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Atopic Eczema Between Rationality and Irrationality

Thomas Ruzicka, MD
Arch Dermatol. 1998;134(11):1462-1469. doi:10.1001/archderm.134.11.1462.
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Atopic eczema is one of the most common chronic inflammatory skin diseases. Its treatment is a matter of intensive controversy between rational academic medicine and irrational alternative complementary medicine more than any other skin disease. Rational therapy is based on a sound pathophysiological foundation. The complex pathophysiology of the disease includes interactions between genetic predisposition and exogenous provocation factors, and treatment necessitates an integrated holistic approach. Despite excellent therapeutic results with the methods of conventional medicine, which uses mostly drugs of natural origin such as glucocorticosteroids, patients with atopic eczema and their parents frequently seek complementary treatments that use unproven and unvalidated diagnostic and therapeutic procedures. Treatments based on simplistic theories and irrational ideologies cause unnecessary long-term suffering to patients and are harmful because they withhold effective treatment modalities.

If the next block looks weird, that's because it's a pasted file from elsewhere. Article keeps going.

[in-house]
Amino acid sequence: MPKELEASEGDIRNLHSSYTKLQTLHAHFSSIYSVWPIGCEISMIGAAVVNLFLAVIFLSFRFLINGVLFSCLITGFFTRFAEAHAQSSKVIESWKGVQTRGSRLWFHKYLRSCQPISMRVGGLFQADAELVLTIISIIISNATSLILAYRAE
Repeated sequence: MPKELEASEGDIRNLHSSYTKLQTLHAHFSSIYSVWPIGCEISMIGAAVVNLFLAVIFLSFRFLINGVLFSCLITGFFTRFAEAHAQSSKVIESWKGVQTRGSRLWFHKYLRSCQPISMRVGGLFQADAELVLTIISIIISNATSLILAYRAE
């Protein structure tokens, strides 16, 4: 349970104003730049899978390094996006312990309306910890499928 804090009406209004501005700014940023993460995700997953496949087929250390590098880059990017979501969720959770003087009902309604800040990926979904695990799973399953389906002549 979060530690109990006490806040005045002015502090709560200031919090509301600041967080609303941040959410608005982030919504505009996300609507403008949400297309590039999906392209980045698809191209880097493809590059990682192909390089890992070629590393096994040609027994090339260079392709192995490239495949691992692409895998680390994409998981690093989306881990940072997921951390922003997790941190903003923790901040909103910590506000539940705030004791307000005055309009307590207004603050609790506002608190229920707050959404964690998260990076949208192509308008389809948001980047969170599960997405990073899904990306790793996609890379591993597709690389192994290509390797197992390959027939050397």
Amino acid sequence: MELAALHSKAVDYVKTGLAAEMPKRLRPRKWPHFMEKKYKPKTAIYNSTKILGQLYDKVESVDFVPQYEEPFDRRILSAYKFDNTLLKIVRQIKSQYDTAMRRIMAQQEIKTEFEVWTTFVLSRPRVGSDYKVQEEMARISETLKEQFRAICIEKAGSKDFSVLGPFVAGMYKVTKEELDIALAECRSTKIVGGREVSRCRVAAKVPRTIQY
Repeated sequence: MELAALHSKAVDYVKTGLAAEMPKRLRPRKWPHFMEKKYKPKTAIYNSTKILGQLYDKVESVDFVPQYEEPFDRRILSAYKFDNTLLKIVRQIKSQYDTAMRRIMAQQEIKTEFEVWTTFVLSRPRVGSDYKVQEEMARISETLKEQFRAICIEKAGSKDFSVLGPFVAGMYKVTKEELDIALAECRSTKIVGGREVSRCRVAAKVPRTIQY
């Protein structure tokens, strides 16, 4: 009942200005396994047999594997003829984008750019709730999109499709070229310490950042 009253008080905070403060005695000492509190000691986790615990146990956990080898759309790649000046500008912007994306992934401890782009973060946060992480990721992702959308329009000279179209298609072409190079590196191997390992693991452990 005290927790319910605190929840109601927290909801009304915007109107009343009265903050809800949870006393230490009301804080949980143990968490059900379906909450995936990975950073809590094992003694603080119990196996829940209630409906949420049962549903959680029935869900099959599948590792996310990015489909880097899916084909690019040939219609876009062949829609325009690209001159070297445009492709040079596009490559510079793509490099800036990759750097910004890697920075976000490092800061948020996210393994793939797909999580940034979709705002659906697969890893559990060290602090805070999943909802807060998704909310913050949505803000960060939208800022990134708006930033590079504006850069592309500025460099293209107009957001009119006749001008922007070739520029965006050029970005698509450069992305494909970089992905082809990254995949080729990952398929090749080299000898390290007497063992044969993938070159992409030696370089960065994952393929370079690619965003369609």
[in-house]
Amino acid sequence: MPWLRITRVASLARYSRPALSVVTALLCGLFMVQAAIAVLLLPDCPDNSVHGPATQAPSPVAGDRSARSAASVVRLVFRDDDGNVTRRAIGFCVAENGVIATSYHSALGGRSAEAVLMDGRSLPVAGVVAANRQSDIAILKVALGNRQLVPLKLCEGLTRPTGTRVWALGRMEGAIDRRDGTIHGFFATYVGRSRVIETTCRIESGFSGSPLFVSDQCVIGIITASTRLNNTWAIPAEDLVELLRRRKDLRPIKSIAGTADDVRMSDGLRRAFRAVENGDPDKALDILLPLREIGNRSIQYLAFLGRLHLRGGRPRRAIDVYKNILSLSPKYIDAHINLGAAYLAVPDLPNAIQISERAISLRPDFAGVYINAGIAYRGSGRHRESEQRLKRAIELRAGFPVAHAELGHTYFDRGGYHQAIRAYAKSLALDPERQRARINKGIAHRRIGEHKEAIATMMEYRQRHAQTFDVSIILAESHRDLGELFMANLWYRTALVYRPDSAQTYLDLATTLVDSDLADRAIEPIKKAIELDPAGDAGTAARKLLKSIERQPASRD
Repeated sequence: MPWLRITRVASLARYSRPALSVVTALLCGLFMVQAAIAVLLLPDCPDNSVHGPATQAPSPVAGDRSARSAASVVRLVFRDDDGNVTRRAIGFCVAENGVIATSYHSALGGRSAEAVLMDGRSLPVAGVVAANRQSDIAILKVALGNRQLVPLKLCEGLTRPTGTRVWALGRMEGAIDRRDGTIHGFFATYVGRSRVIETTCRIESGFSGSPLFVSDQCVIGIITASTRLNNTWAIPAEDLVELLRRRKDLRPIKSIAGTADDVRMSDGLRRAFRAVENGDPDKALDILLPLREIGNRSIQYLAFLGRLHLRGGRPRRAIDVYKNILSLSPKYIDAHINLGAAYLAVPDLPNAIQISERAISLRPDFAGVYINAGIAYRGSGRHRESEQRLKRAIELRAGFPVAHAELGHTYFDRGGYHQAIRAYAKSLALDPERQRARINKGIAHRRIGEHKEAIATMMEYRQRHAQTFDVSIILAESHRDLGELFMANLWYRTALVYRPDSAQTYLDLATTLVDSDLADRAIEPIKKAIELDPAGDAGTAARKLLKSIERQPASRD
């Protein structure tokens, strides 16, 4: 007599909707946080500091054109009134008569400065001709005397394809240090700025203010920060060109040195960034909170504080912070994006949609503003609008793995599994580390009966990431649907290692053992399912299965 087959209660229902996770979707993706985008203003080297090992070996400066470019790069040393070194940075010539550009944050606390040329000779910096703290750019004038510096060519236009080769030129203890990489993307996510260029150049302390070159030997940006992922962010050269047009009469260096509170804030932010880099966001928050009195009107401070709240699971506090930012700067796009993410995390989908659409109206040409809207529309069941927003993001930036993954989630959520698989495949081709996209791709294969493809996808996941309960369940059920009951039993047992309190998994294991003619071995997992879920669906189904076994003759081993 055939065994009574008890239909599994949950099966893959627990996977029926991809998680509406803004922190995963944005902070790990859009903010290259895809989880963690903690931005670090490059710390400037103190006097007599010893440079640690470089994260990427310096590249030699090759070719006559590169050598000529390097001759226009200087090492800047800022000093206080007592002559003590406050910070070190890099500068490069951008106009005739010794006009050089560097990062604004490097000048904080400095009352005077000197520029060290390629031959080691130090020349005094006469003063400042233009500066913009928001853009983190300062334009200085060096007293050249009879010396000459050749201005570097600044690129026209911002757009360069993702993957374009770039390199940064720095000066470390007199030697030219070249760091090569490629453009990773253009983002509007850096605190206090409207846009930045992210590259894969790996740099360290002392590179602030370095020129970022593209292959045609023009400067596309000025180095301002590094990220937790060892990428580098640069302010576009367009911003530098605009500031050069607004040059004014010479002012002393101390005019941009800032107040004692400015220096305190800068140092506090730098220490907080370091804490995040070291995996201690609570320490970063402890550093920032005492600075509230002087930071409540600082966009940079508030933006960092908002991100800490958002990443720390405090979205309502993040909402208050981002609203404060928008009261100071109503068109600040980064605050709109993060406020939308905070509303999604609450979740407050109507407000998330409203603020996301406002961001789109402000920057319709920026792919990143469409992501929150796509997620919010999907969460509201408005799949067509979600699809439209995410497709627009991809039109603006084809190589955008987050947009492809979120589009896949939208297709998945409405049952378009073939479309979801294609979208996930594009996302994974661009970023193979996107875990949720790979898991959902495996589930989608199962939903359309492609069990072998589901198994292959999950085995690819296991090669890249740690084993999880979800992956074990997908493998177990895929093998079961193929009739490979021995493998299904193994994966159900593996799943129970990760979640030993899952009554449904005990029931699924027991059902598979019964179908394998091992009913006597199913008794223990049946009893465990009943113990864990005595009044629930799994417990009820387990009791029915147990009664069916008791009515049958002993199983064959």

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Figure 1.

Atopic disorders. Concept of an extrinsic (exogenous allergic) and intrinsic (endogenous) atopic eczema.

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Figure 2.

Model of integrated therapy for atopic eczema.

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Figure 3.

Severe atopic eczema. Left, Massive inflammation and pruritus treated with diet, compresses with urine, and other alternative approaches. Right, After 3 days of treatment with a glucocorticoid with low atrophogenic potential, complete remission was achieved. No adverse effects occurred during this short-term treatment. Long-term strategy comprises stabilization with UV therapy and allergological and psychosomatic evaluation to identify possible provocation factors.

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